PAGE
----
John Rea reflects on his decades at Schulich

John Rea, Professor of Composition since 1973, has announced his retirement at the end of this semester. He will host an intriguing Research Alive event on March 13th, and in this Q&A he reflects on his years at the Schulich School of Music.

Internationally renowned composer and educator Professor John Rea has announced his retirement from the Schulich School of Music at the end of the Winter 2019 semester. He began teaching at McGill in 1973, and has inspired countless undergraduate and graduate students in composition, music theory, and music history in the decades since. He also served as the Dean of the Faculty of Music from 1986-1991. His most recent honour came at the start of this year, when he was named as a Member of the Order of Canada "for his musical creations and technical experimentations as a composer and musicologist.”

On March 13th at 5pm, Prof. John Rea will present the final Research Alive event for this year in Tanna Schulich Hall. Entitled Secrets, Lies, and Memory Sticks in the Art of Composition, audience members are invited to step into the mysterious world of composition as John Rea unveils secrets in the art of writing music, how these secrets may lead to lies, and what happens when a composer’s memory starts playing tricks... It will also feature pianist Prof. Stéphane Lemelin performing live. It is open to the public, and will also be webcast live on our YouTube channel.

Watch this short video preview with John Rea:

Find out more about the Research Alive event on our website.


I asked Prof. Rea some questions ahead of his Research Alive presentation and retirement, that summarize his time at the Schulich School of Music:

What have been some of the most significant changes to the teaching of composition since you began at McGill in 1973?

Certainly the quality of the incoming student at both the undergraduate and graduate levels has changed significantly over the last 45 years! By this I mean that young people compose more and better music than they did years ago, and they possess the tools and the skills to render their music purposeful and very expressive. Of course such a turn of events owes its origin in part to the introduction of the personal computer years ago into our daily lives. Today, the ubiquitous laptop workstation exemplifies the way everyone accomplishes things. And the art of composition together with its teaching has participated fully in this ethos.

Touch on a few memorable moments from throughout your time at the Schulich School of Music:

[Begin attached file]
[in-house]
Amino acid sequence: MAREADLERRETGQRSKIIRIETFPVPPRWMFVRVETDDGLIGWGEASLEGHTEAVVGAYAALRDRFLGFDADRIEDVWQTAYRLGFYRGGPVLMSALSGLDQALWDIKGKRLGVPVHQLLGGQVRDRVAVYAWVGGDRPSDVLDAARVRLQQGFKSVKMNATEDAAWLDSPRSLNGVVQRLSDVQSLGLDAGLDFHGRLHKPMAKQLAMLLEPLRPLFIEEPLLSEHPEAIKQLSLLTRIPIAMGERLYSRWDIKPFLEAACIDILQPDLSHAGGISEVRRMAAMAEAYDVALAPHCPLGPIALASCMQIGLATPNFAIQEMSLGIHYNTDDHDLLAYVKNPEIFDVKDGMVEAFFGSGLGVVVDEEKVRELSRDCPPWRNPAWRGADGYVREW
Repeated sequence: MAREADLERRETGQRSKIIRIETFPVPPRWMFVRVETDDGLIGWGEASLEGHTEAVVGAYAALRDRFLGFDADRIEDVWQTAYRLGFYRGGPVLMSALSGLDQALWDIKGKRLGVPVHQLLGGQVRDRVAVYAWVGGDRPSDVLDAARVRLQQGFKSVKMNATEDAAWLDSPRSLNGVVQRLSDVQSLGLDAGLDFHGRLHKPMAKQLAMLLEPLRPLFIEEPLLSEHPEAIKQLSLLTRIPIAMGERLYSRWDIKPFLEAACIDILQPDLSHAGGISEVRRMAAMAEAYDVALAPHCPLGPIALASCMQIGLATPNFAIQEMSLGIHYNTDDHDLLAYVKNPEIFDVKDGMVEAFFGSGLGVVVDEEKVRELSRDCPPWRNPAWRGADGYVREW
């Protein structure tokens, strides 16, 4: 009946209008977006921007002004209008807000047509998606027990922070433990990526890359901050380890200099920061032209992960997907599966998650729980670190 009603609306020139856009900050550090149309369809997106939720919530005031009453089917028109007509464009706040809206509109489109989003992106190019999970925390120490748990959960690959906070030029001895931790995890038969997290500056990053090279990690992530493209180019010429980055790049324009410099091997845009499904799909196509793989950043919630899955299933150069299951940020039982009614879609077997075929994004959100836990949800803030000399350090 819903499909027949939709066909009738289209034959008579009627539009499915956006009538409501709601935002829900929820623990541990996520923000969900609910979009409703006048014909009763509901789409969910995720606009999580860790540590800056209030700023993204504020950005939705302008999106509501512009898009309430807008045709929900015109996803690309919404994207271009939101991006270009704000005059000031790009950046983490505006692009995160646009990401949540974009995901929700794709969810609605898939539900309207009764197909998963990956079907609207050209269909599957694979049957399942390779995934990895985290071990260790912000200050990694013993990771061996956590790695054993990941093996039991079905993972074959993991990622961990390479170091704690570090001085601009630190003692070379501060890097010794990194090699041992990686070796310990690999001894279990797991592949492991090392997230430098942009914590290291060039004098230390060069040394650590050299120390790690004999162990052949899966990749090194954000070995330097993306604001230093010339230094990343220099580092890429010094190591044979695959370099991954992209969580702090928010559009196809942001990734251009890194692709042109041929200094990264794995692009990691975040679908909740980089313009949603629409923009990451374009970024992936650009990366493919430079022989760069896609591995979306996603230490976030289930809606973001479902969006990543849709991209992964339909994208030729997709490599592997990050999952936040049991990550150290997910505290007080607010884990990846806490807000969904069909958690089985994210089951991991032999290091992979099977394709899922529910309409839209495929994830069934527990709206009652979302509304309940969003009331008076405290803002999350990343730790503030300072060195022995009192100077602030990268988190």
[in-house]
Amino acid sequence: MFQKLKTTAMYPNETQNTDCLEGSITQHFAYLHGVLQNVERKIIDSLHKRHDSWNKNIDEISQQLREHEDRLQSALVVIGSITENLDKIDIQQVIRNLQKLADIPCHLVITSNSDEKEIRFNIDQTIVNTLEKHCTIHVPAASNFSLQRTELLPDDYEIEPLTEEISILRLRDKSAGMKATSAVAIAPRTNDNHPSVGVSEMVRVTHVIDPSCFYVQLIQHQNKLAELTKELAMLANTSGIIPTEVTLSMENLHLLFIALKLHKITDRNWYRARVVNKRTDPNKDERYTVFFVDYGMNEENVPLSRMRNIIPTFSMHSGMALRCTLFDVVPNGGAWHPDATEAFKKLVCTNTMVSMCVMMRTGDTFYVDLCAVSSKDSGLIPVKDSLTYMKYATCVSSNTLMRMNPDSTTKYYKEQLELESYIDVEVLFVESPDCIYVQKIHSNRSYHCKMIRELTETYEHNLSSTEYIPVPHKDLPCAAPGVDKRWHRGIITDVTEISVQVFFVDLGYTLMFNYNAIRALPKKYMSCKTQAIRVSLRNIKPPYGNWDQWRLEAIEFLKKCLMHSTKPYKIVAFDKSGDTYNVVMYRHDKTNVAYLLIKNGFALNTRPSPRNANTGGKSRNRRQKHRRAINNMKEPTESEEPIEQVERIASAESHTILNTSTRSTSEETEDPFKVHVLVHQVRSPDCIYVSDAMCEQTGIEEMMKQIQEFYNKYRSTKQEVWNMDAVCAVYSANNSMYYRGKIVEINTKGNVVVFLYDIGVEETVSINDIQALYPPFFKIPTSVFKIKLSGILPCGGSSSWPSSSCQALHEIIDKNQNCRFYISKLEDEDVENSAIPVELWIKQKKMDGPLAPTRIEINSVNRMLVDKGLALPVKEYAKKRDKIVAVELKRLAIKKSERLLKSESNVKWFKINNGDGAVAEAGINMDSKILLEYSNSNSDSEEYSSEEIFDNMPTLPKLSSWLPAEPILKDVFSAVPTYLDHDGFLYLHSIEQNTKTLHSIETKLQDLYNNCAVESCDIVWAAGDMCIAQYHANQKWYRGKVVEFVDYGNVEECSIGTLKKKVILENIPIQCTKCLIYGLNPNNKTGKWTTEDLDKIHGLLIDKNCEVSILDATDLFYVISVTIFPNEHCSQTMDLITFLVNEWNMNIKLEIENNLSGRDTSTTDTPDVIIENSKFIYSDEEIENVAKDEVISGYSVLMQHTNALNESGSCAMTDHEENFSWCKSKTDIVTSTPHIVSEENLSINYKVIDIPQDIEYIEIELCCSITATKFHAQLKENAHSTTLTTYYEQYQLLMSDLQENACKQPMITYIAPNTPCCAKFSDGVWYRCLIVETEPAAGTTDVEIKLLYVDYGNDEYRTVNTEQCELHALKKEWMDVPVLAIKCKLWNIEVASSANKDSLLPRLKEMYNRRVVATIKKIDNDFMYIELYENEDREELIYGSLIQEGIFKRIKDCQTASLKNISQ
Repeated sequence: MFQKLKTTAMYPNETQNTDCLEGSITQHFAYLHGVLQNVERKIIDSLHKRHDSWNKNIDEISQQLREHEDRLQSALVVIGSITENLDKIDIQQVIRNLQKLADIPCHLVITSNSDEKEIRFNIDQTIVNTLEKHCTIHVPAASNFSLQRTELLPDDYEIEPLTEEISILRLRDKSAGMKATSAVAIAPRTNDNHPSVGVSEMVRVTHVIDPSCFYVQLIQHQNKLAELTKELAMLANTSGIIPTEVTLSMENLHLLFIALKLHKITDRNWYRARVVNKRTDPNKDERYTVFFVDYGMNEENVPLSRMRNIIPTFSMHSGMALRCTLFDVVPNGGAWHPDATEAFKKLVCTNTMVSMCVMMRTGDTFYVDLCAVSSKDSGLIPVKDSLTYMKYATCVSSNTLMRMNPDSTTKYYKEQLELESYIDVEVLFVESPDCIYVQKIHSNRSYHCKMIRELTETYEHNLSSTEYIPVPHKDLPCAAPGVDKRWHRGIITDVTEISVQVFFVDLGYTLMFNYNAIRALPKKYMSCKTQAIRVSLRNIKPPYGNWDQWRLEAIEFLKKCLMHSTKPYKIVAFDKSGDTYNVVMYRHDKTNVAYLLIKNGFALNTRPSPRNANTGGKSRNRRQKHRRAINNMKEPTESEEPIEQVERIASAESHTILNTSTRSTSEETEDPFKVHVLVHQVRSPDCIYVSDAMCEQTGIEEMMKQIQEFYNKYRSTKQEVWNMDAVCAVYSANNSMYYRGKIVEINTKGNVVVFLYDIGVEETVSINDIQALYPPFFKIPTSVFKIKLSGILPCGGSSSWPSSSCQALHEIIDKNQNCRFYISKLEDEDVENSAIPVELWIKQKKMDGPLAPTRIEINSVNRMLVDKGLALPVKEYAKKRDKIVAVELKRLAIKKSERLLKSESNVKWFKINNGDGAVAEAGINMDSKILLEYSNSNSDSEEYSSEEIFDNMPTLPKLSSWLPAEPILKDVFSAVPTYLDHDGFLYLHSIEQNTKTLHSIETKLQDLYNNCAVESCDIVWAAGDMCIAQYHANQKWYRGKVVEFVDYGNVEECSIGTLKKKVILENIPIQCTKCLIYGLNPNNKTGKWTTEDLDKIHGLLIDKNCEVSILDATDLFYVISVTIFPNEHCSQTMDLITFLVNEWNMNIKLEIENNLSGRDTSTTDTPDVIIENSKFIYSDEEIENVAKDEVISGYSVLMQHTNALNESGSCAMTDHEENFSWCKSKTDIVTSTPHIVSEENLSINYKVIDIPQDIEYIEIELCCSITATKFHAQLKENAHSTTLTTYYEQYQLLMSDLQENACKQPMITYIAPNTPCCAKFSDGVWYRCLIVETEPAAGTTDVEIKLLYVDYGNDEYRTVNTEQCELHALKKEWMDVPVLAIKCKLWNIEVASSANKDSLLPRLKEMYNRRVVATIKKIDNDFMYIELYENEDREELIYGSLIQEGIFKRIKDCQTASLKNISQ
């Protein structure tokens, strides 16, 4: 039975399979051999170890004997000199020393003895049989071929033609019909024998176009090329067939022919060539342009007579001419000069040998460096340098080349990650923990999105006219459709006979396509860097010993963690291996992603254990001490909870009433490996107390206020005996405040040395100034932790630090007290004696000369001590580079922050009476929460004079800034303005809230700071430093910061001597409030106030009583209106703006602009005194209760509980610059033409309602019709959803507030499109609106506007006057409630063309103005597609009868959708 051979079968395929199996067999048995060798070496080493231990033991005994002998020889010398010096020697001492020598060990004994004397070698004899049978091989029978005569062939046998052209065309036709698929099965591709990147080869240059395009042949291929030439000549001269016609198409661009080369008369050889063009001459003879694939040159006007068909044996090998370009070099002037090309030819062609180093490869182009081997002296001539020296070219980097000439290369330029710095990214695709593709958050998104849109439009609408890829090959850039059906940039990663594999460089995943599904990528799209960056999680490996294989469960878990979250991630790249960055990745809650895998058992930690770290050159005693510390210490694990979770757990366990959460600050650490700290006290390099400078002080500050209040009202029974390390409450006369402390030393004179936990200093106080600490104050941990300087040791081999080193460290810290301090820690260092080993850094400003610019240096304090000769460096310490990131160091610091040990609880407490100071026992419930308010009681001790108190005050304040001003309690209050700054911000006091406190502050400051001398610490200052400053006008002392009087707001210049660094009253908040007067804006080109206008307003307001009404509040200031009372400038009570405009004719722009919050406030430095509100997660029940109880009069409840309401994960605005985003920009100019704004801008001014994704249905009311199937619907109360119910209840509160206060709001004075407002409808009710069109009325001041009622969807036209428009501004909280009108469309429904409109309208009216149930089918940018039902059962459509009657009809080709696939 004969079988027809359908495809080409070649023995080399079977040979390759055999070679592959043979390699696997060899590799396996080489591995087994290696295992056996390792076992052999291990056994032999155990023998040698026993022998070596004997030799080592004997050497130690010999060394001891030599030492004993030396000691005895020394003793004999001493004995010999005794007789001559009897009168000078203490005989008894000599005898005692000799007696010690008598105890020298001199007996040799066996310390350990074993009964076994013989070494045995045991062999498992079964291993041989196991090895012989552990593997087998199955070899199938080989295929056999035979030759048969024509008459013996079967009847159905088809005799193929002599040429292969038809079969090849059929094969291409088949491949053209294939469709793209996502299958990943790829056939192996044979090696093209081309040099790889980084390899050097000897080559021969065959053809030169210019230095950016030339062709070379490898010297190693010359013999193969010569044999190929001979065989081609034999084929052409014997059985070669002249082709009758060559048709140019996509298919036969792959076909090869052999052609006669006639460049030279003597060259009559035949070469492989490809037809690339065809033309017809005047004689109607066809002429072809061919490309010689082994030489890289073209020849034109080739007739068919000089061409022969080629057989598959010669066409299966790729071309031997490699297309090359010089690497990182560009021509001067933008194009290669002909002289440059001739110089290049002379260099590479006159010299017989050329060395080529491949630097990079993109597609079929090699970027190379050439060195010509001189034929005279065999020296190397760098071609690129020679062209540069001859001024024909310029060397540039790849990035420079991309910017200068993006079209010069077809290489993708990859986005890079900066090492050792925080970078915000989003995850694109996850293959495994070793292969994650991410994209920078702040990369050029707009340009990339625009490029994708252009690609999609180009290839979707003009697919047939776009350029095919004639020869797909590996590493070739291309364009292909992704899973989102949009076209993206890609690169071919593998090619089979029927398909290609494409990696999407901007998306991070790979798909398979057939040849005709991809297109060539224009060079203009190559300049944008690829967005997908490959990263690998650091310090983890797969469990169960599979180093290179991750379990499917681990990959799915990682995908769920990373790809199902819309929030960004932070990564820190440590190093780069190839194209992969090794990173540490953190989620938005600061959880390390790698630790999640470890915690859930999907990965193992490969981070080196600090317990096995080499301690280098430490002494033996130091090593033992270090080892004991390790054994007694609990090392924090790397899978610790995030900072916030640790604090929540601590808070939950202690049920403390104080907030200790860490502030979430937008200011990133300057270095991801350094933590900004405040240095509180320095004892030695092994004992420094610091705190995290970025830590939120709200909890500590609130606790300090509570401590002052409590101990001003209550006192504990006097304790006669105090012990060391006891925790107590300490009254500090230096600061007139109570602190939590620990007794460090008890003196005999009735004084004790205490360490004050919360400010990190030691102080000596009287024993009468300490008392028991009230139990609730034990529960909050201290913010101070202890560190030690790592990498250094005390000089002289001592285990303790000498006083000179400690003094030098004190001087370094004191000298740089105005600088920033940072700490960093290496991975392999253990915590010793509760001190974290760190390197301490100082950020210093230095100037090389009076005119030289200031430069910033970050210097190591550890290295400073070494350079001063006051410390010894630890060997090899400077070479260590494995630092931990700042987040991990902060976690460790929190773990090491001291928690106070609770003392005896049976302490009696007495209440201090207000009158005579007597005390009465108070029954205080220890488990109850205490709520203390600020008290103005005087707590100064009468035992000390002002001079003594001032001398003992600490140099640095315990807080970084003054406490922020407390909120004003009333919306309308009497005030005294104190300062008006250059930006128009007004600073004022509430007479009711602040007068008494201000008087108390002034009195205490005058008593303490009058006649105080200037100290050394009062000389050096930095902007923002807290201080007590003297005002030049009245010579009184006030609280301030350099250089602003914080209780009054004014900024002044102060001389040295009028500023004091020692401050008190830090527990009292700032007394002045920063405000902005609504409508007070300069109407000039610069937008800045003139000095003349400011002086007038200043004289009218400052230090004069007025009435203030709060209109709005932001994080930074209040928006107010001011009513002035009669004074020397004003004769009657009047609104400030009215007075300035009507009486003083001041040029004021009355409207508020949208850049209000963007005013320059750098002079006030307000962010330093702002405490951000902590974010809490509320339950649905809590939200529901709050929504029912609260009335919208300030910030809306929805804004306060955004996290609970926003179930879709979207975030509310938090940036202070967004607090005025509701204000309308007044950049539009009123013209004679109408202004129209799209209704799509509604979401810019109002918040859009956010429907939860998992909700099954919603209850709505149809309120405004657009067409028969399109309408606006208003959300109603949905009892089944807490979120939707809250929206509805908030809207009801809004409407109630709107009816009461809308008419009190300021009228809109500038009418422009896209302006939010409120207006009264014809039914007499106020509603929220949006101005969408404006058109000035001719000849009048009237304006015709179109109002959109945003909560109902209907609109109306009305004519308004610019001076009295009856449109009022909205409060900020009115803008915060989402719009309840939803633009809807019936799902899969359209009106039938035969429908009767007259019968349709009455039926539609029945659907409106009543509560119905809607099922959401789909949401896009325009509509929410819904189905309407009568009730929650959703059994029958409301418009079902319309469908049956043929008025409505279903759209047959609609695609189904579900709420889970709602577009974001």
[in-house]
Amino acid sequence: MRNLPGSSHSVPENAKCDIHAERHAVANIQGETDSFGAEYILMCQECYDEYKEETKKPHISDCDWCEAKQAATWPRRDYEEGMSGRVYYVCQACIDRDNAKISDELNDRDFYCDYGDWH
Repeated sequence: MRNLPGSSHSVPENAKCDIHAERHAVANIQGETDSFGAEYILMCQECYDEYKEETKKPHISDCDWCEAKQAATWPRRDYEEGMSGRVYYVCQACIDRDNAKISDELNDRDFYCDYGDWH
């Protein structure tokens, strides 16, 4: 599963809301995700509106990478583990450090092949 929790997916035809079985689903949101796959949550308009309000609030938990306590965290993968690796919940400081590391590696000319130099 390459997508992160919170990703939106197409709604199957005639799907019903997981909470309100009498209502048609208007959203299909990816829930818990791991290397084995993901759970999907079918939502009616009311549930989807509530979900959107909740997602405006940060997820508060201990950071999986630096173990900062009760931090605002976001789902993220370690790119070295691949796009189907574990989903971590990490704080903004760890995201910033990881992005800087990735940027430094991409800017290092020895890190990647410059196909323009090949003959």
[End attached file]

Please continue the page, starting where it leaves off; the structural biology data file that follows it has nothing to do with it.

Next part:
There are so many wonderful memories, to be sure, but I especially recollect with great joy the 1975 opening of Pollack Hall, the performance there in 1982 of my Treppenmusik, the appearance of our MGSO at Carnegie Hall in 1989, the visit of Witold Lutosławski in 1993, the 2005 presentation by Opera McGill of Louis Riel, and of course also in 2005 the renaming of the Faculty of Music, thanks to the generosity of Seymour Schulich, and the inauguration then of our new music building, today, the Elizabeth Wirth Music Building, named so in 2015.

What does compositional life have in store for you post-McGill?

In the short term, I will be doing some incidental music for a theatrical production in the early autumn at the Théâtre du nouveau monde, and then I will be devoting myself to other compositional and writing projects, perhaps even a book.

If you were hosting a dinner party and could fill your dinner table with composers from any era, who would they be?

Such a wonderful thought, since it reminds me of a ‘magic realism’ novel that I like very much, Concierto barroco, by Alejo Carpentier. Here the author imagines a surrealistic encounter in Venice between Vivaldi, Scarlatti, Handel, and even the spectres of Wagner and Stravinsky. So, for my magical dinner party – where I would host six guests: Barbara Strozzi, Domenico Scarlatti, Fanny Mendelssohn, André Caplet, and Alma Mahler. I’d sit next to her.

If you could summarize your time at Schulich with one piece of music, what might it be?

There is absolutely no doubt in my mind: the third movement from Luciano Berio’s Sinfonia (1969), In ruhig fließender Bewegung, summarizes my time at Schulich. As its composer wrote: Mahler’s Scherzo, from his Second Symphony behaves in the Sinfonia’s third movement like “a river flowing through a constantly changing landscape, sometimes going underground and emerging in another altogether different place, sometimes very evident in its journey, sometimes disappearing completely, present either as a fully recognizable form or as small details lost in the surrounding host of musical events.”